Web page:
Replacing broken sash cords
1 OLDER WINDOWS HAVE SASH WEIGHTS AS COUNTERBALANCES. If the cord holding them breaks, pry off the window stops and remove the lower sash. Cut both cords, and then pry the cover off the weight pocket in the lower end of the window channels. Remove the weight and cut off the cord.
2 TIE A PIECE OF STRING TO A SMALL NAIL AND THE OTHER END TO A NEW SASH CORD. © Drop the nail over the pulley at the top of the window channel and into the weight pocket. Tie this end of the rope to the weight © and pull the cord to raise the weight against the pulley.
3 REST THE BOTTOM SASH ON THE SILL. While holding the sash cord firmly against the side of the window, cut the cord 3 inches beyond the hole in the sash. Knot the sash cord, and wedge the knot in the hole. Replace the pocket cover, put the sash back in place, and reattach the stops.
Repairing A Broken Windowpane
Repairing broken windows is messy but not hard. Chances are you’ll have to repair at least one. Put on a pair of stout leather gloves, remove the broken pane, and measure for a new one. Cut the glass yourself or have a home center or hardware store cut the glass to size. The replacement should be 1/16 inch to 1/8 inch smaller than the opening.
Glazing is the messy part. Traditional compound is a puttylike substance; a modern variation is caulk like. If you’re adept with caulk, this is the route to go. Rest the nozzle (which is square) on the window frame and on the glass, and caulk away. By pulling the trigger gently and taking your time, you’ll get a flat bead that slopes from muntin to windowsill at the perfect angle. If your timing is a little off, you’ll get some extra caulk here and there, which can be difficult to clean up.
Traditional putty has more body and takes direction better. Bed it firmly in the channel, and then create the slope by pulling a putty knife or glazing tool along it. A glazing tool is a bit easier to use. It has two short wings, mounted at an angle to each other, and a short center slot that you rest on the muntin as you work. About all you have to do is keep the angle constant. Whether you use a putty knife or a glazing tool, keep the angle high so that just the tip of the knife travels along the putty. Wipe the tool clean before you start the next side. Paint the putty channel before you install the glass and apply the glaze or caulk. Dry wood will pull the moisture out of the putty and it won’t stick.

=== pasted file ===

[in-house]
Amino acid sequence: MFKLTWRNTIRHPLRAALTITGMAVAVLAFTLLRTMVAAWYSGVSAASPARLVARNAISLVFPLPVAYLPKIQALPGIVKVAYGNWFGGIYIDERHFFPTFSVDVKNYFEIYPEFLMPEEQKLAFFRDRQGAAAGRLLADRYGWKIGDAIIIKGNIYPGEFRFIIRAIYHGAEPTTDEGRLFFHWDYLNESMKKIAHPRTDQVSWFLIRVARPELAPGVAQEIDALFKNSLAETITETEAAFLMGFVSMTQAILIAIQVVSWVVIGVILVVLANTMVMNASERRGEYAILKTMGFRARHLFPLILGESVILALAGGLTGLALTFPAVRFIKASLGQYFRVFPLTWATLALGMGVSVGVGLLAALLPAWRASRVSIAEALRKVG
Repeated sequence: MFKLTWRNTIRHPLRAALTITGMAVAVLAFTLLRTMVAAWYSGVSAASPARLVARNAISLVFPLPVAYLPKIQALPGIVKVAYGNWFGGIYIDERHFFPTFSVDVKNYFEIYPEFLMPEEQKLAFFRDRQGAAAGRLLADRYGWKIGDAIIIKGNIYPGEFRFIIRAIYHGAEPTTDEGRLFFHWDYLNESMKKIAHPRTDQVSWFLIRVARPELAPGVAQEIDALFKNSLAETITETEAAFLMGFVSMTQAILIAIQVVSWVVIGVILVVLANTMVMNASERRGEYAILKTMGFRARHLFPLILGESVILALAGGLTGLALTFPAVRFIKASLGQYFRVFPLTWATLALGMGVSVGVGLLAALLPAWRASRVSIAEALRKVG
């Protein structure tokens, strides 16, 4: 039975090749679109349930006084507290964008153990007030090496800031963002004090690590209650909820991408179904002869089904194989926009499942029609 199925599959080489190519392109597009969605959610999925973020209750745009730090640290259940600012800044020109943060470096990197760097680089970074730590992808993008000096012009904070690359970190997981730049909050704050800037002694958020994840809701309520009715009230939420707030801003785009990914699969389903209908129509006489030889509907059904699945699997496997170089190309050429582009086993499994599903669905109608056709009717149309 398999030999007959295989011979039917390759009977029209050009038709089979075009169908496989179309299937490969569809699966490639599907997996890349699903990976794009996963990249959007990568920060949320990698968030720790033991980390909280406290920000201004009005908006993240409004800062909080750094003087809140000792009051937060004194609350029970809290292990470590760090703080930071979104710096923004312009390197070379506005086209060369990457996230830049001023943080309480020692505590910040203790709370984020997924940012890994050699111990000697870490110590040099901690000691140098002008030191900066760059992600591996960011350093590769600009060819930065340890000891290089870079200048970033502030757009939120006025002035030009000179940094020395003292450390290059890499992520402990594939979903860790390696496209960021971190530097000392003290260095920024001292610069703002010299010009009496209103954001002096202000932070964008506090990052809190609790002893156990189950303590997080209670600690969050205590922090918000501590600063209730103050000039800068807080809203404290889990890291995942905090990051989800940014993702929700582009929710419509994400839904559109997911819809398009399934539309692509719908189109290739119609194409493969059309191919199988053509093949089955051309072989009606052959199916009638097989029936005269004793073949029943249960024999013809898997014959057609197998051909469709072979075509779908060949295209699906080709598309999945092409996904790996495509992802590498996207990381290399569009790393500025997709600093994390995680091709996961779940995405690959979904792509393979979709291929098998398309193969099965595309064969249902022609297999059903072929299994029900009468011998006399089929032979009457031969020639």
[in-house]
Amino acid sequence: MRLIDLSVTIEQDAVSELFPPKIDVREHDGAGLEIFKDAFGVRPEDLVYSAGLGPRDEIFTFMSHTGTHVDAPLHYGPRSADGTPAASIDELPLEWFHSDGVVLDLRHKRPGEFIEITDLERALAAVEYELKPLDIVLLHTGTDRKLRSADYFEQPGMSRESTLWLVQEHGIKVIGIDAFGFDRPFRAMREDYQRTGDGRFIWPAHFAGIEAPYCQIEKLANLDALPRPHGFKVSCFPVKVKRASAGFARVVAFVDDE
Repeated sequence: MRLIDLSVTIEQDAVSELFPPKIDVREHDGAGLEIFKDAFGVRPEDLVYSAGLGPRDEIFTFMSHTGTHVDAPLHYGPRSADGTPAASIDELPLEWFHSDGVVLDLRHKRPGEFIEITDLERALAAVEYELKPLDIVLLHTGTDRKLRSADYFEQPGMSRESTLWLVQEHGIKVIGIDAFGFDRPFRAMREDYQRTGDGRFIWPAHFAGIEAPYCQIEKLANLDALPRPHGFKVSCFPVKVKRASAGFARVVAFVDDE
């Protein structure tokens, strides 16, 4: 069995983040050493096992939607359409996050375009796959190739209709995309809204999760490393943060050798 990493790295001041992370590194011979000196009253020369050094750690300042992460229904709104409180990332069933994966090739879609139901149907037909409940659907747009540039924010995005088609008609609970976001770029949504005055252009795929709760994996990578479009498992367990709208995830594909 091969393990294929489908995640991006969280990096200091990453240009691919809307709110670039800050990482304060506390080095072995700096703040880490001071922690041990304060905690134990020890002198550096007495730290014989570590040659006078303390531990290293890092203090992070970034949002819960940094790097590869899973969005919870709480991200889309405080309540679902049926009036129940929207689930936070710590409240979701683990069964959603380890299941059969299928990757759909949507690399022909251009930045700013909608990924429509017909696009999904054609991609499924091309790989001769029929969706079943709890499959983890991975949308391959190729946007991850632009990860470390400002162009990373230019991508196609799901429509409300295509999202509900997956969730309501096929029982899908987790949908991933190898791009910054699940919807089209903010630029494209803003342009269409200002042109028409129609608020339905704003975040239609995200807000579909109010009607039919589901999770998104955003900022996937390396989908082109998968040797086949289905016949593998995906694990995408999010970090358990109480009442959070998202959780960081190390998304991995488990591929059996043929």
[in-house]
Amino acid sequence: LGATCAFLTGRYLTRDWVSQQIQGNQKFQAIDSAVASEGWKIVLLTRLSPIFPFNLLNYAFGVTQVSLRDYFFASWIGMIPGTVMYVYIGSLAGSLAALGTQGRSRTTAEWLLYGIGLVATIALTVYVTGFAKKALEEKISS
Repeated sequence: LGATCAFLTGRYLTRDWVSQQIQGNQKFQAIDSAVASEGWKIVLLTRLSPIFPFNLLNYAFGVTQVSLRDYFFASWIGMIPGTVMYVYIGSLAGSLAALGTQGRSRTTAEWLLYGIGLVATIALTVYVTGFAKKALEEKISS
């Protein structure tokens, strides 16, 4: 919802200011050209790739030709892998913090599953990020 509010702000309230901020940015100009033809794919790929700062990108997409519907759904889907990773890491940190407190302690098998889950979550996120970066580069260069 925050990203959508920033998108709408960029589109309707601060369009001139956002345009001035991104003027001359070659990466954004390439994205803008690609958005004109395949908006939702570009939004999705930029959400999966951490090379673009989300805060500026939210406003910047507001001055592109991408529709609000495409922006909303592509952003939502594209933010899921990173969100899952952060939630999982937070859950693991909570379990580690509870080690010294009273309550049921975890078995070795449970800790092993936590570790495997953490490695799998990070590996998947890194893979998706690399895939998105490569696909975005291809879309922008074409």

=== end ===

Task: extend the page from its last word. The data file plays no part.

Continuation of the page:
The National Glazing Code requires that shatter-resistant panes be used in applications such as doors and sidelights. Let the salesperson know what the glass is for so that you purchase the right type. And if you’re replacing glass in a factory-built window, you may not be able to do so by following the directions below— especially if the glass is double- or triple-paned. The major manufacturers recommend you call your distributor to get the parts you’ll need for repairs. In some cases you’ll need to replace the entire sash.
MATERIALS: Glass, glazing points, glazing compound or caulk, paint
TOOLS: Framing square, glass cutter, heat gun, putty knife, glazing tool, marker or grease pencil, gloves
1 ALTHOUGH IT’S EASIEST TO HAVE THE STORE CUT GLASS TO SIZE, you can do it yourself. Make sure you have at least 1/2 inch or so between the edge and your cut. Smaller cuts are extremely difficult. Put the glass on a flat surface padded with several layers of newspaper.
2 DRAW A LINE WITH A MARKER OR A GREASE PENCIL, indicating where you want the cut. A framing square will help ensure a square cut.
3 MAKE A SINGLE, FIRM PASS ALONG THE LAYOUT LINE using a glass cutter guided along a straightedge. The cutter will score the glass, rather than cut through it. Put the scored line along the edge of the framing square, and then tap along the scored line with the butt end of a glass cutter to snap it free.
Installing new glass
1 MOST WINDOWS CAN BE REPAIRED WHILE THEY ARE STILL IN THE FRAME, but if you're removing the window for other repairs, it's a bit easier to work on a table or workbench. Start by putting on heavy leather work gloves and removing the loose pieces of broken glass.
2 SOFTEN THE OLD PUTTY WITH A HEAT GUN, BEING CAREFUL NOT TO SCORCH THE WOOD. Scrape away the soft putty with a putty knife and remove the remaining glass. Small pieces of metal that hold the glass in place—called glazing points—probably remain in the frame. Pry them out with a putty knife or pull them out with pliers. Wire-brush the channel to completely remove the old putty, and sand the grooves to clean them.
3 PAINT THE BARE WOOD WITH AN OIL-BASED PAINT, or coat it with linseed oil, so that the new putty will stick. (Bare wood pulls the moisture out of the putty, making it too dry to adhere.)
4 PUT A THIN BEAD OF GLAZING COMPOUND IN THE CHANNEL THAT HOLDS THE GLASS. Press the replacement pane into the compound, bedding it. Press in new glazing points every 10 inches with the tip of a putty knife or glazing tool. Avoid pushing the glazing points toward the glass; the pressure may break the pane.
5 IF USING A PUTTYLIKE GLAZING COMPOUND, ROLL A BALL OF IT BETWEEN YOUR FINGERS TO MAKE A LONG THICK NOODLE. Press the noodle against the glass and the side of the channel. Set it firmly with the tip of a putty knife or glazing tool. If using a caulk like glazing compound, put it in a caulking gun and poke a hole in the seal. (The nozzle is already shaped and need not be cut open.) Move the tip along the glass, applying even pressure to the trigger.
6 SMOOTH THE GLAZING COMPOUND WITH A GLAZING TOOL OR WET PUTTY KNIFE. Position the notched end of the glazing tool so that one edge rests on the glass and the other rests on the wood and pull to the corners. Let the compound dry as directed on its container; clean away excess, then paint.